turnip cake, chicken feet, rice noodle rolls and egg tarts.
Simply point at
what you want as the carts pass by and the food will be delivered to
your table right away. The portions are usually small, so you can
sample a wide variety of dishes at one time.
Of course, dim
sum is not the only treat of the city's bustling food scene. You can
tuck into the city's best fish congee in a food stall with tiny
tables and plastic tools, or the best barbecued goose and ribs in a
humbly-decorated bistro located just around the corner from the big
Guangzhou is not
only a paradise for foodies, but also a magnet for businessmen from
all over the world.
The city's annual
trade fair, launched in 1957, is the oldest and one of the biggest
in China. The city's trading history dates back to ancient times and
recent archaeological finds suggest that the city may have had
traded frequently with foreigners more than 2,000 years ago.
activity remains as vigorous as ever. Hundreds of thousands of
buyers travel from everywhere - Africa, the Middle East and Europe -
and buy anything they reckon they can sell back home, including all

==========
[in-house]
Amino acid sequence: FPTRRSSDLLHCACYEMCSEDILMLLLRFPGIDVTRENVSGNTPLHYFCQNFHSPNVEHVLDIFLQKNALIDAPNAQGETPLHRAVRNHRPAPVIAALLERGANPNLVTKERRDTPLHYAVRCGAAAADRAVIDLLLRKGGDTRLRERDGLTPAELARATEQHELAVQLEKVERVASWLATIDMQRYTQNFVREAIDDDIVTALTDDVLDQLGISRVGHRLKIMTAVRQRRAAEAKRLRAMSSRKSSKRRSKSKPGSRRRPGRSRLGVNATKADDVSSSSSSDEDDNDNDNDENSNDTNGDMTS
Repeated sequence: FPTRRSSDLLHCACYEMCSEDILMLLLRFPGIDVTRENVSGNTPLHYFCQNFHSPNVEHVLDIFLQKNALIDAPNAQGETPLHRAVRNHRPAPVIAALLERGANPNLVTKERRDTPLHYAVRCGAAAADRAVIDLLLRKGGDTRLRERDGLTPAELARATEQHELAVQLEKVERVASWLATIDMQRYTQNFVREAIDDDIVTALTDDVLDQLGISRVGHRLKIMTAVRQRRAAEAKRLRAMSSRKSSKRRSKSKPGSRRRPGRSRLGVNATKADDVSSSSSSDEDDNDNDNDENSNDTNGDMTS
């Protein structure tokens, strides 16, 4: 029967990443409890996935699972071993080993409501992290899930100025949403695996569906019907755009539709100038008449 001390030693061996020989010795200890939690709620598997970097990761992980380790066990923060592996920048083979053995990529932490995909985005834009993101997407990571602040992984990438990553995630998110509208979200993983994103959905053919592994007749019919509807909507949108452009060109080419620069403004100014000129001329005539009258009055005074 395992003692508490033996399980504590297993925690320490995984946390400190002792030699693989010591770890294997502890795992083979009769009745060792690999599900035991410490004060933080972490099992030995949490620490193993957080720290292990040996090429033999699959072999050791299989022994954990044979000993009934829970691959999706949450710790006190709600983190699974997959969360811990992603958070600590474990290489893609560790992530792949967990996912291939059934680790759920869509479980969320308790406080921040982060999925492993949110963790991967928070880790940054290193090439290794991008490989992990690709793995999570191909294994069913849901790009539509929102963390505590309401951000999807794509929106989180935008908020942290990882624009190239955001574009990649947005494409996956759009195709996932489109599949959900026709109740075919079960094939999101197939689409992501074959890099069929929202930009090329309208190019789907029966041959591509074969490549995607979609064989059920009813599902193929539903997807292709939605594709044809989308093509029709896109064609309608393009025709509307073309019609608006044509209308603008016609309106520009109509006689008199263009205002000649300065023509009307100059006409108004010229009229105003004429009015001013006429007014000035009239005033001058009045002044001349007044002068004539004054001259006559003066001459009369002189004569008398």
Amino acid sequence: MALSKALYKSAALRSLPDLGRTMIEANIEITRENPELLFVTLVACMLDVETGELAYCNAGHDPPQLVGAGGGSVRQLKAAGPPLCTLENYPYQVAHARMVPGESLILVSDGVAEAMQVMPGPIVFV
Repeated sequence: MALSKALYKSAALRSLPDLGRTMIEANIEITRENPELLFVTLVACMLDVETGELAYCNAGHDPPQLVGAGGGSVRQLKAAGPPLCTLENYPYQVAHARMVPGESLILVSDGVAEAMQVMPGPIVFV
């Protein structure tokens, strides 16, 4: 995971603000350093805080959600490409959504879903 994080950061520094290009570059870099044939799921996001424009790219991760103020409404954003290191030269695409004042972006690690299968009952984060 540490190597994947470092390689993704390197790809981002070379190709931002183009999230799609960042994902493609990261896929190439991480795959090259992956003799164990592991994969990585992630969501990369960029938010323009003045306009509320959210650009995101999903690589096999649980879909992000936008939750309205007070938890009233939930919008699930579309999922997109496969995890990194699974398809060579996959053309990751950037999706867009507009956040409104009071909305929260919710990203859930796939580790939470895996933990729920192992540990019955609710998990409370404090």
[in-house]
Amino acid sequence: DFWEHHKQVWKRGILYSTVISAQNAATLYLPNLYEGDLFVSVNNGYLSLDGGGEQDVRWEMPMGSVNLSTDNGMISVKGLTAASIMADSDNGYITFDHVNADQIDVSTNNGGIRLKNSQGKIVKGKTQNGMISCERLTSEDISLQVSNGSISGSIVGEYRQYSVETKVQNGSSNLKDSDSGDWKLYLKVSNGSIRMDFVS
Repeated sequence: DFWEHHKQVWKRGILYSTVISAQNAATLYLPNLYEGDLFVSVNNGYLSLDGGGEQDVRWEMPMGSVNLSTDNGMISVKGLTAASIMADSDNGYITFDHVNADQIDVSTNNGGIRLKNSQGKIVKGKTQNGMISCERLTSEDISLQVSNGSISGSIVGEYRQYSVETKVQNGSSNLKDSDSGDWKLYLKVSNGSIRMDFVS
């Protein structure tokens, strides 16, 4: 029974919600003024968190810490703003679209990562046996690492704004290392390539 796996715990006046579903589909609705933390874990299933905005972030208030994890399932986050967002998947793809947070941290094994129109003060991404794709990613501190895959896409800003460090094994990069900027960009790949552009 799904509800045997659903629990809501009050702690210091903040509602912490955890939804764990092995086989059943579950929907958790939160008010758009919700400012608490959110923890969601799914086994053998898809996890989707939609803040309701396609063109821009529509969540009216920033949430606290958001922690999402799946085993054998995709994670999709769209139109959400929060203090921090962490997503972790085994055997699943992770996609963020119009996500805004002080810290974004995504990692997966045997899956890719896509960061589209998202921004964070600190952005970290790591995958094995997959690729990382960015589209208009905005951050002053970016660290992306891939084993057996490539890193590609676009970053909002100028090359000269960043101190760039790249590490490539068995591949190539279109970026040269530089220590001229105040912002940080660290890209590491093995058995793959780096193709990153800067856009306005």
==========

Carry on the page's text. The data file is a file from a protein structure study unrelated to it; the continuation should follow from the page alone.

sorts of clothes, shoes and handbags.
like Beijing Road and Shangxiajiu in the heart of the city are good
places to experience the fast pace of city life and to find hot
After spending a
whole day in the hustle and bustle of commercial Guangzhou, you can
head to Shamian, a small island on the Pearl River, for a quiet and
peaceful afternoon. Shamian means "sandy surface", in reference to
its historical past when the Guangzhou authorities handed over this
area to colonial Britain and France in the 19th century.
colonial heritage is still evident in the old European-styled
buildings, gardens and boulevards .
It's a perfect
place for a stroll. And as the sun goes down over the Pearl River,
settle down for a cup of coffee at one of the many restaurants or
cafes, and take in the beautiful view.
(Source: China Daily)